Access Industry Forum Calls for Change Amidst Soaring Workplace Falls

The Access Industry Forum has called for clearer reporting to tackle workplace falls from height.

The Access Industry Forum has called for clearer reporting to tackle workplace falls from height.

The Access Industry Forum (AIF), representing the principal work at height trade associations and federations, has raised concerns over persistently high workplace falls from height statistics and called for urgent action to prevent accidents. 

In response to newly released statistics from the Health & Safety Executive (HSE), the AIF is urging the government and businesses to work together to spearhead change and save lives.

The latest HSE statistics, published last week, reveal that over 5,000 people in Great Britain were injured at work last year due to falls from height, and tragically, 40 people lost their lives as a result of these incidents. While these incidents are legally required to be reported by employers through RIDDOR (Reporting of Injuries, Diseases and Dangerous Occurrences Regulations), there is substantial underreporting of non-fatal falls from height, particularly among self-employed workers, who reported only 12% of workplace incidents.

Furthermore, the HSE estimates that the scale of non-fatal workplace injuries related to falls from height, as reported through their preferred source, the self-reported Labour Force Survey (LFS), may be as high as 425,000 incidents over the last decade.

Aside from the human toll and the impact on families and businesses, these incidents also resulted in up to 992,000 working days lost in Great Britain last year alone. Moreover, the total cost of non-fatal falls in 2022/23 is estimated to be over £770 million, encompassing costs to employers, individuals, government tax losses, and benefit payments.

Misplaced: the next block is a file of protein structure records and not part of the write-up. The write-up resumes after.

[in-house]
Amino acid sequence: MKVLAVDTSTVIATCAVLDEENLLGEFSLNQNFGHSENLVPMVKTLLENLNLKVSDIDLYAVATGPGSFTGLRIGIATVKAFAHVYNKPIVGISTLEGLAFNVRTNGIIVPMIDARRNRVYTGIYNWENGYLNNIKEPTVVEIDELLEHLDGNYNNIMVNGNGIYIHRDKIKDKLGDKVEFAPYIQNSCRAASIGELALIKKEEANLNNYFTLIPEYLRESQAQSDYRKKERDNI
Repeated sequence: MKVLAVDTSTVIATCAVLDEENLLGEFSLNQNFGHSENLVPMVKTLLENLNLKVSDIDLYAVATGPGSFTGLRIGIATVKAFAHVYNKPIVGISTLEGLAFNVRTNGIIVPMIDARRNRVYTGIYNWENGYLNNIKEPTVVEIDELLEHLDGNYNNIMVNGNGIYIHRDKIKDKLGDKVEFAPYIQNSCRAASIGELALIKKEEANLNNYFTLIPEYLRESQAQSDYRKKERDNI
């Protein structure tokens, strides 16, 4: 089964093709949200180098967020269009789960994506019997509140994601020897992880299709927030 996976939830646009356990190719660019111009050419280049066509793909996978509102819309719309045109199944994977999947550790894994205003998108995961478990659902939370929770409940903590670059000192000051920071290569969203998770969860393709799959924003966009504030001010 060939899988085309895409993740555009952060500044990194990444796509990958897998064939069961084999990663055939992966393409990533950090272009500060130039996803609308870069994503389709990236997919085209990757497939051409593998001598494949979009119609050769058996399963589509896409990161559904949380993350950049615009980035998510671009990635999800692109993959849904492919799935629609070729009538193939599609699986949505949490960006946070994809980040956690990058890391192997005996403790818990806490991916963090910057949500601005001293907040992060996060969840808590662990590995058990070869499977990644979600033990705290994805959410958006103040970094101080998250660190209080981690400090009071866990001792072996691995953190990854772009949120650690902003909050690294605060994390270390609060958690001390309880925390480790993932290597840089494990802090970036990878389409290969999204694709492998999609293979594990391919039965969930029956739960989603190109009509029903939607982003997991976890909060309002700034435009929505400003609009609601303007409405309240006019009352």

Unfortunately, these figures have remained consistent over recent years, indicating a lack of improvement in addressing workplace falls from height.

Research conducted by the AIF highlighted the challenges associated with limited data collection on the circumstances surrounding these accidents and a problematic reporting system. This situation makes it difficult to pinpoint the underlying causes of falls from height, whether they stem from faulty equipment, insufficient training, or negligence.

The AIF is renewing its call for a simplified and more informative system of reporting that can accurately reflect the root causes of workplace accidents. This approach would enable informed and preventative measures to be implemented, addressing the factors contributing to falls from height incidents.

Unlike many other workplace injuries, falls from height often result in life-changing consequences for those involved, with many unable to return to their previous occupations. This also has long-term effects on employers, colleagues, and families.

The AIF actively supports the work of the All-Party Parliamentary Group (APPG) on Working at Height, which is set to convene its next meeting in Westminster in December. This meeting will bring together MPs and stakeholders from various industries to discuss how the government and businesses can collaborate to ensure technological and regulatory progress is made, making the UK the safest country in the world for those working at height.

Peter Bennett OBE, AIF Chair, expressed his concern, “This year’s statistics show that there is much work still to be done to ensure those who have to work at height do so in as safe an environment as possible. Very little information is provided on the circumstances around non-fatal and fatal incidents, with current reporting focused on the type of incident rather than what caused it in the first place. This needs to change if we are to see a decrease in the number of people who tragically lose their lives while working at height and those who suffer the life-changing consequences of a fall from height.”

Bennett added, “We know that working at height can be dangerous, but we should be able to put appropriate and robust measures in place to make it safer. I look forward to attending the meeting of the APPG in December so we can demonstrate to lawmakers the need for a simplified reporting system and ensure all those working at height go home safely at the end of the day.”